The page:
Health Secretary Francisco Duque III on Sunday said the government still cannot relax the Luzon-wide lockdown to win the battle against COVID-19.
“We cannot relax all the measures laid down and implemented,” Duque said in an interview over radio dzBB.
He also said he could not say how long the stringent measures would remain in place.
At the moment, it is still difficult to say because we are still looking at the data, the numbers,” he said.
He said the lockdown in China lasted up to 55 days before the transmission of the virus came under control.
The Philippines, he said, can learn from specialists from different countries, including China.
He said the Inter-Agency Task Force for the Management of Emerging Infectious Diseases authorized the visit of a 12-man team from China who will help the country fight COVID-19 by providing technical advice on epidemic prevention and control and sharing medical treatment experience.
“The Chinese doctors will share with us their best practices that we can use, the measures they used to effectively manage COVID-19 cases, and the medicines they tried,” Duque said.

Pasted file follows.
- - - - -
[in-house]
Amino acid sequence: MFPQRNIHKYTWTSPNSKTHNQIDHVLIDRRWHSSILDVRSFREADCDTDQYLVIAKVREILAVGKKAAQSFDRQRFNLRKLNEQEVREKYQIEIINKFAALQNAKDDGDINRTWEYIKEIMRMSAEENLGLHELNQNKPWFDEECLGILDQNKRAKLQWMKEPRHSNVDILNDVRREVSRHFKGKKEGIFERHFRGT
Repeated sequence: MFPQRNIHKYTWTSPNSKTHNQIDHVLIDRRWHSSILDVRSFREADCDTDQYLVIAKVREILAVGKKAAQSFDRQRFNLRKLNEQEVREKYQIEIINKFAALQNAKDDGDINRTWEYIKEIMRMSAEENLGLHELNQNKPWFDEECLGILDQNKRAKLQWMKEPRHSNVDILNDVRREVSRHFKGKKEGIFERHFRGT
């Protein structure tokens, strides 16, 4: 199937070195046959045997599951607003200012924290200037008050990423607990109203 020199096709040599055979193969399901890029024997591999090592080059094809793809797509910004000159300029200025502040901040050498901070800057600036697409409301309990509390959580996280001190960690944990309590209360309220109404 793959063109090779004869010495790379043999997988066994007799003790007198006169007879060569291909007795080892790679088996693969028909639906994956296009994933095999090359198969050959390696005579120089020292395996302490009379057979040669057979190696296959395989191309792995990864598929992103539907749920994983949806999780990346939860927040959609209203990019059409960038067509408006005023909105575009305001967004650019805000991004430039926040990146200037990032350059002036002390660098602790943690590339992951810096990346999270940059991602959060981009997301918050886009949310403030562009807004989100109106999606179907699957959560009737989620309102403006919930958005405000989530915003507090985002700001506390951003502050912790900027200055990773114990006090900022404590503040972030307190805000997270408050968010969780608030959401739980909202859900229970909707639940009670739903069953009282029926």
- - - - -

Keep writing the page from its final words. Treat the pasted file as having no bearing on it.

Health Undersecretary Maria Rosario Vergeire said the team was expected to arrive on Sunday. The group of doctors and nurses will stay for two weeks to “observe and give recommendations” on such areas as infection prevention and control, critical care and laboratory management, she said.
The Chinese Embassy in Manila said the delegation would be led by Director-General Zheng Huiwen and include physicians from the First Affiliated Hospital of Fujian Medical University, Fujian Provincial Hospital, Fujian University of Traditional Chinese Medicine, and Fujian Provincial Center for Disease Control and Prevention.